MORONI—The Moroni City Council reviewed a secondary irrigation schedule at its meeting Thursday, Feb. 17, under which residents would be permitted to water three days per week through the spring and summer.
Under the schedule, the city would be divided into four zones. One zone would water from 6-9 a.m. Mondays, Wednesdays, and Fridays. Another would water Mondays, Wednesdays, and Fridays from 6-9 p.m.
A third zone would water Tuesdays, Thursdays, and Saturdays from 6-9 a.m., while a fourth could turn on secondary irrigation sprinklers Tuesdays, Thursdays, and Saturdays from 6-9 p.m.
Councilman Fred Atkinson said the schedule is similar to last year, except last year, residents were limited to two days. This year, the city is starting out with three days.
“If we get…to the point where we’re out of water, we’ll take the Monday and the Tuesday away,” Atkinson said.
Councilman Bevan Wulfenstein suggested the city ought to stage some workshops on xeriscaping.
“You can say xeriscaping, but you have to define what that means,” Councilman Brad Aldridge said. “You don’t necessarily want to live next door to someone who builds a house, never does anything with the yard, and says, ‘No, that’s xeriscaping.’”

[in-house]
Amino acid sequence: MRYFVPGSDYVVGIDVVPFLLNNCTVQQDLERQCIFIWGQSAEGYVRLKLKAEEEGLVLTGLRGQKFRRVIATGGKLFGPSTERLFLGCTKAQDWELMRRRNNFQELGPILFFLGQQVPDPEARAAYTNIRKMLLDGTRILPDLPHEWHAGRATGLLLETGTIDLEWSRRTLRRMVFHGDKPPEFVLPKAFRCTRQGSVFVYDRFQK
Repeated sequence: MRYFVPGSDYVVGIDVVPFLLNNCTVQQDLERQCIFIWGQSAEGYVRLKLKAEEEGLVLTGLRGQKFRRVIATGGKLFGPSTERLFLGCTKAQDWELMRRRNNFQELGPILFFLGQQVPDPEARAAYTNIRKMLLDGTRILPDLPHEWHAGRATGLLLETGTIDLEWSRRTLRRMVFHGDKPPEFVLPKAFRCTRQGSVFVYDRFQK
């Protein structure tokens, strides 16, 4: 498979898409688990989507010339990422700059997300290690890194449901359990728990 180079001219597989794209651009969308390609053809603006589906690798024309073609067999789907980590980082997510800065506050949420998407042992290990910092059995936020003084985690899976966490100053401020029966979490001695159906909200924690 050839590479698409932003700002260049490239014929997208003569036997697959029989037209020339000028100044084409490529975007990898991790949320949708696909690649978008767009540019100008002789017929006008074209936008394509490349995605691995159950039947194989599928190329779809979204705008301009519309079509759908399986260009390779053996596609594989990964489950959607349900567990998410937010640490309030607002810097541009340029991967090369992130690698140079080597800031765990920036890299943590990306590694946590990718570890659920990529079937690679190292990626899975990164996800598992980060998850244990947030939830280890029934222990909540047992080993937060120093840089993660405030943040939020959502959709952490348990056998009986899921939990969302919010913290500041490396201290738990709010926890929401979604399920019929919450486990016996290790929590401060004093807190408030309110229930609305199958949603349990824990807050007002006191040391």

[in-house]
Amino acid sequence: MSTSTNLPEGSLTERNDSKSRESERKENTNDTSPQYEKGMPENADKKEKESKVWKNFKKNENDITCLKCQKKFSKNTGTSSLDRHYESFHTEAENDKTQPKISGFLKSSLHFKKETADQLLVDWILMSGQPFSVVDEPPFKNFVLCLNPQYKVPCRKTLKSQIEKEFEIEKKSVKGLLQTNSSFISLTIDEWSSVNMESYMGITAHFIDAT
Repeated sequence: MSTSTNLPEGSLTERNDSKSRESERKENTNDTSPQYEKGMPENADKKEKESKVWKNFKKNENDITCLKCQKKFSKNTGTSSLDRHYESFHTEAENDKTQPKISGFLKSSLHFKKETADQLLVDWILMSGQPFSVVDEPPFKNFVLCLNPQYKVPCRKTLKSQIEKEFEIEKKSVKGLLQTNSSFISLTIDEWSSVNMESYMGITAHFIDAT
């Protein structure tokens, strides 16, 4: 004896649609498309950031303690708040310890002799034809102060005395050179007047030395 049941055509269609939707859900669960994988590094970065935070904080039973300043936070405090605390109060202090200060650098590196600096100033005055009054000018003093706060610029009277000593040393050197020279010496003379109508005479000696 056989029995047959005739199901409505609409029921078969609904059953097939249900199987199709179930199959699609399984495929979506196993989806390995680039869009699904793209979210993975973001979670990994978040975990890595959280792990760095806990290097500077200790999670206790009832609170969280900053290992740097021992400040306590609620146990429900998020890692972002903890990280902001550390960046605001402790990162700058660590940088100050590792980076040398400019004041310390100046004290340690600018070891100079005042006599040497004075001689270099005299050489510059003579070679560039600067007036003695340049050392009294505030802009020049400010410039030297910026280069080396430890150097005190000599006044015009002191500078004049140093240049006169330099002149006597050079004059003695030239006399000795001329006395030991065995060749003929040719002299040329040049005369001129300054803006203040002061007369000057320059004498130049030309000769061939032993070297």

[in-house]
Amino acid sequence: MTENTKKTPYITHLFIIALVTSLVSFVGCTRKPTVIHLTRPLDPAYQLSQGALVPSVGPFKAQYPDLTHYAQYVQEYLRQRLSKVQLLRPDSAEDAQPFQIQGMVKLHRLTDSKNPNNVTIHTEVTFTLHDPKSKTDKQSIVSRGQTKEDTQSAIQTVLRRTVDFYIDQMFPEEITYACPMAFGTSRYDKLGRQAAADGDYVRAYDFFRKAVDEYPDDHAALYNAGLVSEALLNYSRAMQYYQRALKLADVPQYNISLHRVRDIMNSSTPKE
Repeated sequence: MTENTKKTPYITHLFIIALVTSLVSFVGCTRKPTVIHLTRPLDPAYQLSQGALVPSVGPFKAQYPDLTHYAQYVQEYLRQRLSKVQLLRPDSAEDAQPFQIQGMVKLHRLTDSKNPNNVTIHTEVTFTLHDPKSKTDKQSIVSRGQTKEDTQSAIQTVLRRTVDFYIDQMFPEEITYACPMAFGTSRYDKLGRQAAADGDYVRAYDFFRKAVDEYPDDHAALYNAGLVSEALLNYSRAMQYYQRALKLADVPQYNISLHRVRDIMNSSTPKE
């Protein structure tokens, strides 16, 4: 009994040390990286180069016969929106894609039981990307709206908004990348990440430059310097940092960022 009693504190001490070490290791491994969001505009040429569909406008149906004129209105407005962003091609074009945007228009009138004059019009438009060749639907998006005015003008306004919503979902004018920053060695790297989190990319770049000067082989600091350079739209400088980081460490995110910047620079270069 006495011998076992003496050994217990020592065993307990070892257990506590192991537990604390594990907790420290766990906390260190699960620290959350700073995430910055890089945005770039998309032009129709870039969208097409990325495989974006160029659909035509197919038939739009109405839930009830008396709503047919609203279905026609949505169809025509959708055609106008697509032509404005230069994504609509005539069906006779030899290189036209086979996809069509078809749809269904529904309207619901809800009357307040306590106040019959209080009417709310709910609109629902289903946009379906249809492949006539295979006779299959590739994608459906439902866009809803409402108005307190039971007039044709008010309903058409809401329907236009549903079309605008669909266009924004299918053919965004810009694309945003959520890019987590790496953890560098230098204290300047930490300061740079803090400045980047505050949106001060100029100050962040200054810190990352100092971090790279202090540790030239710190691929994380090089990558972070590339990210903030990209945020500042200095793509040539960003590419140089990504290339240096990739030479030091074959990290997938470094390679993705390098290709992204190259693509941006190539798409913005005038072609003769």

City Recorder Carol Haskins said the city zoning ordinance says landscaping is required but can be done with gravel, trees, and similar materials.
Aldridge said landscaping with those items is fine. “I just didn’t want ‘zero-scaping,’” he said.
Mayor Paul Bailey said he would like to get all secondary water connections metered. “Then we can say, ‘When you’re over this limit, you’re going to be paying for it.’”
Gary Keddington, the city financial advisor, said a bill is pending in the Legislature that would require metering of all secondary systems statewide within eight years.
Grants are available for systems, such as Moroni’s, with 5,000 or fewer connections, he said. The grants would pay half the cost of installing meters.
Atkinson said the city should start looking into the grants right away. “The longer you go, the harder the grants are going to be [to get],” he said.